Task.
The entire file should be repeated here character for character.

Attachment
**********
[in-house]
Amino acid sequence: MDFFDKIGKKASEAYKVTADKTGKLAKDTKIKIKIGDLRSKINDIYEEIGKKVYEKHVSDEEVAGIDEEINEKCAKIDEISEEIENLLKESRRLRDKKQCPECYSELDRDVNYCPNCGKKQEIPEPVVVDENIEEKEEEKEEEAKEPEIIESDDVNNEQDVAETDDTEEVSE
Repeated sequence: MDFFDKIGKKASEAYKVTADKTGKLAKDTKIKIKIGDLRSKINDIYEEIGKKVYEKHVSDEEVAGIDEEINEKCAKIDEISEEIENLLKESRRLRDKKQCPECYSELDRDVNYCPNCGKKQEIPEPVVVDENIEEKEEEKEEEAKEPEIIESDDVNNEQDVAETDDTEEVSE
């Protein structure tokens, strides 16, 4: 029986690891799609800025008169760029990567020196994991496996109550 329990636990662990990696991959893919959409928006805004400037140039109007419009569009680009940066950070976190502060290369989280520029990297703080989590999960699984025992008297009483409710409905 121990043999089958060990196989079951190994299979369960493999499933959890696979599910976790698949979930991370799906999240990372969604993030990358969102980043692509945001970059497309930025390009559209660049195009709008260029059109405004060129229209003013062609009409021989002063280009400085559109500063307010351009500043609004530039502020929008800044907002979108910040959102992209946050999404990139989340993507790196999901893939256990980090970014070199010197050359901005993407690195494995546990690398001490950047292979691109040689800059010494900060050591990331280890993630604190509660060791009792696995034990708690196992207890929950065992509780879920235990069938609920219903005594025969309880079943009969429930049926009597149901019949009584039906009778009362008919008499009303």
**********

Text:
[in-house]
Amino acid sequence: MDFFDKIGKKASEAYKVTADKTGKLAKDTKIKIKIGDLRSKINDIYEEIGKKVYEKHVSDEEVAGIDEEINEKCAKIDEISEEIENLLKESRRLRDKKQCPECYSELDRDVNYCPNCGKKQEIPEPVVVDENIEEKEEEKEEEAKEPEIIESDDVNNEQDVAETDDTEEVSE
Repeated sequence: MDFFDKIGKKASEAYKVTADKTGKLAKDTKIKIKIGDLRSKINDIYEEIGKKVYEKHVSDEEVAGIDEEINEKCAKIDEISEEIENLLKESRRLRDKKQCPECYSELDRDVNYCPNCGKKQEIPEPVVVDENIEEKEEEKEEEAKEPEIIESDDVNNEQDVAETDDTEEVSE
């Protein structure tokens, strides 16, 4: 029986690891799609800025008169760029990567020196994991496996109550 329990636990662990990696991959893919959409928006805004400037140039109007419009569009680009940066950070976190502060290369989280520029990297703080989590999960699984025992008297009483409710409905 121990043999089958060990196989079951190994299979369960493999499933959890696979599910976790698949979930991370799906999240990372969604993030990358969102980043692509945001970059497309930025390009559209660049195009709008260029059109405004060129229209003013062609009409021989002063280009400085559109500063307010351009500043609004530039502020929008800044907002979108910040959102992209946050999404990139989340993507790196999901893939256990980090970014070199010197050359901005993407690195494995546990690398001490950047292979691109040689800059010494900060050591990331280890993630604190509660060791009792696995034990708690196992207890929950065992509780879920235990069938609920219903005594025969309880079943009969429930049926009597149901019949009584039906009778009362008919008499009303």